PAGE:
A Woman without a Country


Donald Trump was democratically selected as President-elect of the United States at around 3am this morning.

I woke up around 5 and now feel anchored to nowhere. I no longer belong to any place, certainly not this place. I have come un-moored from my national identity, because I do not identify with this. I do not recognize us.  I am horrified. And terrified. And ashamed. And nearly mute with rage.

Last night, the majority of my fellow countrymen (and women) told me that my body didn’t matter; that it’s agency or power or capability wasn’t real. They told my LGBTQ friends that their lives, choices, dreams, hopes were not valid or worthy. These voters told my black friends that they are so uncomfortable, fearful, resentful of black people’s capacity to rise and be seen and lead that they would rather collapse the country by electing a monster in retaliation, than err on the side of a government that, at least in some ways, saw black people as human beings — which, as evidenced by their vote, they do not. They told people not born here that they were not welcome, that there was  no place here for them. They told us that a black presidency, followed by a female presidency was too big of a threat to their too long-held authority. They told all of us that we should be afraid. Congratulations. We are. At least today.

I fear for my mom, my grandmother. For my aunt’s child, due in March. I fear for my friend and her wife, who were recently married, who are probably talking about the best way to protect their family. I fear for people, more specifically women, of color. I fear for my Latino/a friends, my friends whose siblings or parents weren’t born here, my friends who weren’t born here, my friends who practice or recognize a religion that isn’t Christianity. I fear for the state of women’s healthcare, and the war about to be waged against my body. I fear for the poorest, most disenfranchised among us. I fear for anyone who believed what was fed to them — because believe me. He will fail you. He will unabashedly, abjectly fail you.

I just. I really don’t know. Words are failing me today. The office is quiet. If there is a Trump supporter here, I cannot imagine them feeling victorious. There is no nobility in this kind of quiet. No one around me is celebrating anything. We’re all terrified. This is mourning.

We’re huddled in our cubes whispering and sharing in our fears, in the type of anxiety that feels like a locked room. We’re not sure if the people on the other side of the hall agree with us. Please know though, I agree with you. I’m here with you.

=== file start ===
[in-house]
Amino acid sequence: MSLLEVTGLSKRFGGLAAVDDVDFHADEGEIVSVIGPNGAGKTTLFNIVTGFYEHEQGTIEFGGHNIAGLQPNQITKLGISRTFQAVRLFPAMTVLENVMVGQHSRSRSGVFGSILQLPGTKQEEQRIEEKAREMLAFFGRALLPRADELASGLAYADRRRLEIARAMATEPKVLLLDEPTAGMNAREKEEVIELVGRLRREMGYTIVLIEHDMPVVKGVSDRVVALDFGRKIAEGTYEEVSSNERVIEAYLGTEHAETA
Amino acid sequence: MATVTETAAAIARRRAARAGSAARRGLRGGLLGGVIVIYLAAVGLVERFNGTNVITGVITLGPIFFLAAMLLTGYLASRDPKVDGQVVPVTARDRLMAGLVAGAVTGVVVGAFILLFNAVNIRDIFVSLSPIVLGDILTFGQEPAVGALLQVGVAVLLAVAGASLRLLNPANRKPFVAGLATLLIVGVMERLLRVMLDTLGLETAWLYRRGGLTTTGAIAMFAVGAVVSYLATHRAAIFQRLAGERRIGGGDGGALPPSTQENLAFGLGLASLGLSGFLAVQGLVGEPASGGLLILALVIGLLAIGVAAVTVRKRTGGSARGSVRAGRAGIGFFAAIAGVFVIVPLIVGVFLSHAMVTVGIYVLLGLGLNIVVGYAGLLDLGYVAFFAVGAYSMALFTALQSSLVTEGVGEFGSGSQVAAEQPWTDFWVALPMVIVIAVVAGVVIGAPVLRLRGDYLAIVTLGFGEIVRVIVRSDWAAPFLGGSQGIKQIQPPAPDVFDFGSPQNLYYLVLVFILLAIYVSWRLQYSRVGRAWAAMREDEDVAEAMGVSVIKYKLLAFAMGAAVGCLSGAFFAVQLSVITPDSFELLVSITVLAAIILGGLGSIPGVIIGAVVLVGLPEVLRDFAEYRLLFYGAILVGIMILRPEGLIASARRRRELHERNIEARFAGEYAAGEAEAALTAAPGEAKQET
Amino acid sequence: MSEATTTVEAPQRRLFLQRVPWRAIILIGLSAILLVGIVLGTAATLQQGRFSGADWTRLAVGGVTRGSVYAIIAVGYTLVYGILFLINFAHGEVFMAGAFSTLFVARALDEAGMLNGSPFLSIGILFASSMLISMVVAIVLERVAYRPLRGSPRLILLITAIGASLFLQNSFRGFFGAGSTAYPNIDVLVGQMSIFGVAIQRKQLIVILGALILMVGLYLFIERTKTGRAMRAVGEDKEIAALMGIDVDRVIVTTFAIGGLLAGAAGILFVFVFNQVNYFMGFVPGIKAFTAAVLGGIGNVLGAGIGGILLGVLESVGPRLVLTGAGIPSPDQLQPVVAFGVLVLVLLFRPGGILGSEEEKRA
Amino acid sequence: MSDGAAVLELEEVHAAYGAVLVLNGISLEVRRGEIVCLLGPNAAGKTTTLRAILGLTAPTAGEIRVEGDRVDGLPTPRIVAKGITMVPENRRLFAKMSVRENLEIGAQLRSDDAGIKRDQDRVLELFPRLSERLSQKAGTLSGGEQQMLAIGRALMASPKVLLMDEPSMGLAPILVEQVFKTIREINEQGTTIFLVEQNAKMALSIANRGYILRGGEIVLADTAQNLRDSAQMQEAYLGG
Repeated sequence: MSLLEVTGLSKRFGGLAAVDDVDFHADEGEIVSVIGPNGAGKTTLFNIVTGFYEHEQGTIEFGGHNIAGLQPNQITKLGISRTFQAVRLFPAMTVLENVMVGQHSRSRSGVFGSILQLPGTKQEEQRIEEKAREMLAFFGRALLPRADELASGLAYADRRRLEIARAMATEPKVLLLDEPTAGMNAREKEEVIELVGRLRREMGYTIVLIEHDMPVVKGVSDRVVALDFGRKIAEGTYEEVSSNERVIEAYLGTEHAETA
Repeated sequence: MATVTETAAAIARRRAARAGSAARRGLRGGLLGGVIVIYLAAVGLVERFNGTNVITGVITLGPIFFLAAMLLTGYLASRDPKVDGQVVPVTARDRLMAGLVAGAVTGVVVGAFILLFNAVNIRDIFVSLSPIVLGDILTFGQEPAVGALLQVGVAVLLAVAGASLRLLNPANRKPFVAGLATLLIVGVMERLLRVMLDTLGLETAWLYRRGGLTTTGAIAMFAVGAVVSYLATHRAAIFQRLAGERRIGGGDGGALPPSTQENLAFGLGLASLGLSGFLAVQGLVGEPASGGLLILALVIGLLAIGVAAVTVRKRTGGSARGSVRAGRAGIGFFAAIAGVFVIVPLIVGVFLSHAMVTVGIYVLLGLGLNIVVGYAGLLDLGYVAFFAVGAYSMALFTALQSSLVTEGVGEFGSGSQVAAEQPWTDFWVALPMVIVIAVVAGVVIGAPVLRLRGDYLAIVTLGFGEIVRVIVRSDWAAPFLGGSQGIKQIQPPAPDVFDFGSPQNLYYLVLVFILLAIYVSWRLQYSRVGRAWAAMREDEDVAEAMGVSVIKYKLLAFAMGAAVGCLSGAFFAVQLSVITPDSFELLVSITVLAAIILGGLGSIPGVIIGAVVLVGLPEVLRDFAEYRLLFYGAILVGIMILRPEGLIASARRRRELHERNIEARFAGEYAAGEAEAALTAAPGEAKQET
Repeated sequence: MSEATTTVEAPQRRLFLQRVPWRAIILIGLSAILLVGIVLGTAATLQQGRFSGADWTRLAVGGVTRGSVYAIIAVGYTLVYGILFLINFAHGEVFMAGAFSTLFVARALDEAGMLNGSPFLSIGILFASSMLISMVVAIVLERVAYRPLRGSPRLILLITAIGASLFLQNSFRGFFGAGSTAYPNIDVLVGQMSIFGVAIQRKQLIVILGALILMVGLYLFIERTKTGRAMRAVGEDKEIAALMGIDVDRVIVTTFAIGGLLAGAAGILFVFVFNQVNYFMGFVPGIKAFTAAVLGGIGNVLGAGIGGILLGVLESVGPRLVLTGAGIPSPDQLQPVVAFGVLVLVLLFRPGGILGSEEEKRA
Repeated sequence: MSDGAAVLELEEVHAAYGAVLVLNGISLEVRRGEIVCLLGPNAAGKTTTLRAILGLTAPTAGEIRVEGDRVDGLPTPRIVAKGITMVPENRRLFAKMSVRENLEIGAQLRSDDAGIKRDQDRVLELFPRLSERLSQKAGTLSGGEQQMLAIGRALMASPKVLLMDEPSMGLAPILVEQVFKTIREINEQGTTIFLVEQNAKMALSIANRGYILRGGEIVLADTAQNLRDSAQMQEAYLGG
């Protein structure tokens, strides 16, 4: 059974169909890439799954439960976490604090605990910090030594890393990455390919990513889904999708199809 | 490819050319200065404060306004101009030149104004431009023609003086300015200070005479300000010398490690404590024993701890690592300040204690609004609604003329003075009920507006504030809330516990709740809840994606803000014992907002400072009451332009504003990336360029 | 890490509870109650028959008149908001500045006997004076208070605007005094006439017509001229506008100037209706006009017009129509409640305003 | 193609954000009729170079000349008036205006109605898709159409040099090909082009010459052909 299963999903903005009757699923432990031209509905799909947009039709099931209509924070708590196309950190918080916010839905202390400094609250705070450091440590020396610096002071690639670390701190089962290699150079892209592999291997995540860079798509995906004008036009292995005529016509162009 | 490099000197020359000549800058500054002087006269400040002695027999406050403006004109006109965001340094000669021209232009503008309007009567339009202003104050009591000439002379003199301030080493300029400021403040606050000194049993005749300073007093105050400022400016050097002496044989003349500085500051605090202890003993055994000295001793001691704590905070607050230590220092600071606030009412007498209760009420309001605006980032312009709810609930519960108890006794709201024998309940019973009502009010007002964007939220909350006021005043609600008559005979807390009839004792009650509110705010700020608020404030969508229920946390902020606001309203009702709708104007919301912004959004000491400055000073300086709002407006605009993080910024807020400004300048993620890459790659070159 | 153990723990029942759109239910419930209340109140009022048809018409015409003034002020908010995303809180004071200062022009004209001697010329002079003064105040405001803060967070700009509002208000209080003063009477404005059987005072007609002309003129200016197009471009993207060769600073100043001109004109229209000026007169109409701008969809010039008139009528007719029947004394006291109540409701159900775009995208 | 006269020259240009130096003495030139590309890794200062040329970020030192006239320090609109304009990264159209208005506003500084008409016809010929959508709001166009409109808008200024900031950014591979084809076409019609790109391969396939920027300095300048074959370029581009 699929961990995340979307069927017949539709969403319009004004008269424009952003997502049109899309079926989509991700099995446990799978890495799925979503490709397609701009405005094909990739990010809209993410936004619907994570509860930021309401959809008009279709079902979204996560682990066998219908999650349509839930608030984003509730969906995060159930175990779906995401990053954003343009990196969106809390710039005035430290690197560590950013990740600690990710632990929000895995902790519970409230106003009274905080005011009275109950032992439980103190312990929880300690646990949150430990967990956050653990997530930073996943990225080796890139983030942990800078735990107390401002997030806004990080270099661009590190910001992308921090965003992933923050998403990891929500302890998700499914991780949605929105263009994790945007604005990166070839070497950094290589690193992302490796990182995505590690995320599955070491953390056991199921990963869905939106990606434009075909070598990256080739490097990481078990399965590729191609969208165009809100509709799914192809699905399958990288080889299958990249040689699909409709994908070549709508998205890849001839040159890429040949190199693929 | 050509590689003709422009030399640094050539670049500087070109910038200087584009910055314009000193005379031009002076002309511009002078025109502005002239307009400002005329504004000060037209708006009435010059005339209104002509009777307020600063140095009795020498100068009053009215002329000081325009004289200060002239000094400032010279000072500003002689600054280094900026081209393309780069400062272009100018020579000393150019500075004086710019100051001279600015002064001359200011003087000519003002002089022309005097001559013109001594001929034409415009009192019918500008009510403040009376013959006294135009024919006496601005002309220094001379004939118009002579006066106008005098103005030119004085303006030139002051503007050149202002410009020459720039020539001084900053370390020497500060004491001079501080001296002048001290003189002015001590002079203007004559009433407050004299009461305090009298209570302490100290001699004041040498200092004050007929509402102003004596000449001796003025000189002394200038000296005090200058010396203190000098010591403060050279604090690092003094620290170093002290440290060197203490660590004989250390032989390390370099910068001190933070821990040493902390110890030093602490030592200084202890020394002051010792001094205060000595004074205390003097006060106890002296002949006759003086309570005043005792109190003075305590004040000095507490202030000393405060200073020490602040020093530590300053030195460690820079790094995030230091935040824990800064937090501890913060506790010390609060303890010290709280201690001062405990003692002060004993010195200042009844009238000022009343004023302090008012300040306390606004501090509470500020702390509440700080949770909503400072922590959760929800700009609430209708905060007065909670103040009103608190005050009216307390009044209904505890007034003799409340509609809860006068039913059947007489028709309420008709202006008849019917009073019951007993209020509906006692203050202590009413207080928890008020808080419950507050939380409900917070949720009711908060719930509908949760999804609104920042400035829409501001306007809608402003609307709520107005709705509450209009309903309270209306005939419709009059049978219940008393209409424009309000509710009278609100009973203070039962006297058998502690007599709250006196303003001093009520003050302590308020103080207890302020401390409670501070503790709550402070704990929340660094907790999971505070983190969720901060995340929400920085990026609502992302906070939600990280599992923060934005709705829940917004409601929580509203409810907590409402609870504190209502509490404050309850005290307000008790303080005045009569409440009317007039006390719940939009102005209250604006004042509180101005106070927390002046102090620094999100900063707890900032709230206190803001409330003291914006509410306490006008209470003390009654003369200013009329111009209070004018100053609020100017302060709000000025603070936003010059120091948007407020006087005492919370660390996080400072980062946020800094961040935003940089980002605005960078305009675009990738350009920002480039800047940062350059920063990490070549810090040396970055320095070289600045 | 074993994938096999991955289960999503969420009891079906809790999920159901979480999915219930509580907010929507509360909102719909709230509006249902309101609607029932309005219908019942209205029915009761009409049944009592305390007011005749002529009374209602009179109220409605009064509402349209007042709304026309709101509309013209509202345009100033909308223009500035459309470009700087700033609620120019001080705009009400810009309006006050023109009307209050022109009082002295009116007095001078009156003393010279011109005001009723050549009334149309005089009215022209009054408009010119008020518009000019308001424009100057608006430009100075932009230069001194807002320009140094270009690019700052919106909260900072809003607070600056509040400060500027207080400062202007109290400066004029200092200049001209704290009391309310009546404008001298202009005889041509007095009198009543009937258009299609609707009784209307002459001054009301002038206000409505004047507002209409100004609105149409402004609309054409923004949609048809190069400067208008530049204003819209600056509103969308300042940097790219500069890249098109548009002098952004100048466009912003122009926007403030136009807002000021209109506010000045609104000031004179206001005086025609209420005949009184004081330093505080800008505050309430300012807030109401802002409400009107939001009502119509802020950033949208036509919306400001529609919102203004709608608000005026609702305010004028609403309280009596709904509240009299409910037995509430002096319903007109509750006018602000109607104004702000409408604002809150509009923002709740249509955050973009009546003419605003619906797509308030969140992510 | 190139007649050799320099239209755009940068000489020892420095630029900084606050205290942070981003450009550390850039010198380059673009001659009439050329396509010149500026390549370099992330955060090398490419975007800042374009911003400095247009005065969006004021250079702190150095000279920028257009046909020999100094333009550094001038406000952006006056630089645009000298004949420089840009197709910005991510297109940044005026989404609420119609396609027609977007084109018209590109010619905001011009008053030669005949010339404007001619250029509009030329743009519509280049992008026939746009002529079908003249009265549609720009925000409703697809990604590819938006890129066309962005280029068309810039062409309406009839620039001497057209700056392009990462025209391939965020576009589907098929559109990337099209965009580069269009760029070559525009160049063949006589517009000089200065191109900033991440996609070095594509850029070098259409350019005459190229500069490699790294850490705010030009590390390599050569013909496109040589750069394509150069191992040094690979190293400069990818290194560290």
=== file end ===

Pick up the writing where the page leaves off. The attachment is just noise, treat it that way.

We truly did not see this coming. There was no way. Surely, there was no way. I’m still trying so hard to make it just not be true.

I do not feel safe. Or protected. Or free. But there are these things. The small, beautiful, powerful things.

  • The following text conversation I had with a friend.

Him: Try to have a good day if you can. Alcohol and soft drugs can help (lol).
Me: I’m gonna try. You too. And hey, thanks for being a decent, thinking, compassionate, logical, open-minded human being.
Him: I think it’s important that you know that I am that way because of the influence people like you had on me in my life.

  • My aunt telling me

“Just take care of yourself today and know that our family stood strong against this — together. I love you.”

  • My sweet co-worker printing out Phenomenal Woman by Maya Angelou for my whole team, as we share in our fear, disappointment, and fierce resolve.

There’s going to be sarcastic humor tomorrow. There’s going to be self-righteous indignation tomorrow. There’s going to be jokes. There’s going to be strength and a re-ignited passion to align myself in solidarity with the communities I’m a part of. And you can fucking bet that there is going to be 4 years of pure, unadulterated “I told you so’s” from me. Know that as a certainty.

In the days to come, I’m going to go back and volunteer at the women’s health clinic. I’m going to lend my time and compassion and whatever tiny amount of privilege I may have as a white women to causes that make us better, not policies and politics that reveal that absolute worst in us.

I’m going to write and read poetry and listen to music and take walks outside — all the things that have always saved us, that have made us most human. I’m going to take a bath. I’m going to take care of my friends and family.

But today, I get to be angry. And scared. And resentful. And hurt. And astounded. And disappointed. And ashamed.

Today I get to ask,

What will become of us now? Now that we all — and indeed, the world — have such a clear, crystallized view of just who exactly we have revealed ourselves to be.